Music Historiography and the Definition of Renaissance

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John Hawkins Medieval and Renaissance Music Dr. Zayaruznaya December 15, 2010 Music Historiography and the Definition of “Renaissance” Owen’s article on the changing historical perspectives towards early music points in many directions: the natural present-mindedness of human beings, the difficulties in overcoming bias, and the historian’s ever-present “problem of knowledge”. What the last point leads us to – the fact that musical theorists of the 15 th and 16 th century had immense difficulty accessing music of earlier times – is that the dawn of musical literacy was perhaps not the revolutionary phenomenon it is often supposed to be. In fact, it was taken for granted, and collectors and libraries treated early manuscripts with negligence and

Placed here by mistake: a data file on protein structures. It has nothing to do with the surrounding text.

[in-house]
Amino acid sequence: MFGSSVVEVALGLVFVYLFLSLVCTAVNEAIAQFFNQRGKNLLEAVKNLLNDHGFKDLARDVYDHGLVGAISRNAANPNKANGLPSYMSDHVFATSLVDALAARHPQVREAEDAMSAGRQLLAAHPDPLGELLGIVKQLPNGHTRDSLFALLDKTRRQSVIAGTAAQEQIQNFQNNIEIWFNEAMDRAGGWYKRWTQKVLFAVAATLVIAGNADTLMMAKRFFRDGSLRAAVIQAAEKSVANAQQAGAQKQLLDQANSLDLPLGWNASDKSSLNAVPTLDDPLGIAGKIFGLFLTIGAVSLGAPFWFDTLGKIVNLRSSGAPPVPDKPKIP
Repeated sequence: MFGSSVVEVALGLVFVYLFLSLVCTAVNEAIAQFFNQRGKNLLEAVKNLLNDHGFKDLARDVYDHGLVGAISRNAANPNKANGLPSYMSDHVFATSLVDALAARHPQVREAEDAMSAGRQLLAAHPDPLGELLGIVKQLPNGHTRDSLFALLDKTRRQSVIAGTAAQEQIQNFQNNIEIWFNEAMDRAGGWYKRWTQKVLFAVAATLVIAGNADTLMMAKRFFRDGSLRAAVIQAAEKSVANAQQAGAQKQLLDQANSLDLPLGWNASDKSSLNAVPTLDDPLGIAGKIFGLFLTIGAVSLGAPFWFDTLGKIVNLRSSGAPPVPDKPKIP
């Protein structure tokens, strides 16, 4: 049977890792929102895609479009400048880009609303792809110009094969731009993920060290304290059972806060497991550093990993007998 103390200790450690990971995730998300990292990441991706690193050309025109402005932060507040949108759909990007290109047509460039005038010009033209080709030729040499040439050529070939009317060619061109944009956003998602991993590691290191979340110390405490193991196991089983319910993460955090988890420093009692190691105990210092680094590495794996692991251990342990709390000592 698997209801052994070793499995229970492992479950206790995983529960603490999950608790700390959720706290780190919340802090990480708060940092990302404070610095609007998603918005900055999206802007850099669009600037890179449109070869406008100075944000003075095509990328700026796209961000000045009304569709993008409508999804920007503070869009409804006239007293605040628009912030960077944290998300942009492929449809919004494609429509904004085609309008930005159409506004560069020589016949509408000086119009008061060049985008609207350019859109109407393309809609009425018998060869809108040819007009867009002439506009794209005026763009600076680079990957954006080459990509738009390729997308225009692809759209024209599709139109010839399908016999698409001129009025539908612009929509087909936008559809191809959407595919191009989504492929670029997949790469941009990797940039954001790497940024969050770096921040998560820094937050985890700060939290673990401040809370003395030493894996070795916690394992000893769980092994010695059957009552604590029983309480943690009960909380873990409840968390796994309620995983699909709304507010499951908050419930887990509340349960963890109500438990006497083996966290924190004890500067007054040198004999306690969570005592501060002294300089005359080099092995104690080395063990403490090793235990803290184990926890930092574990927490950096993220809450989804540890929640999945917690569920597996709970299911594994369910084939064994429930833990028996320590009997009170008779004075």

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Unformatted text preview: indifference. In noting this negligence it’s inferred that the idea of revolution, of renaissance, perhaps doesn’t apply, and in the realms of music, and art more generally, it is always overstated. Ironically, the problem for historians is shifting towards the other end, where utilities like the internet make knowledge so abundant as to be incomprehensible. This could lead to heightened specialization, which always emphasizes division and understates sameness, is more susceptible to the cult of revolution. Given that the problem of knowledge may shift from scarcity to abundance, it will be even more important to maintain a critical view of the traditional epochal view of music history....
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This document was uploaded on 10/27/2011 for the course MAP CA102 at NYU.

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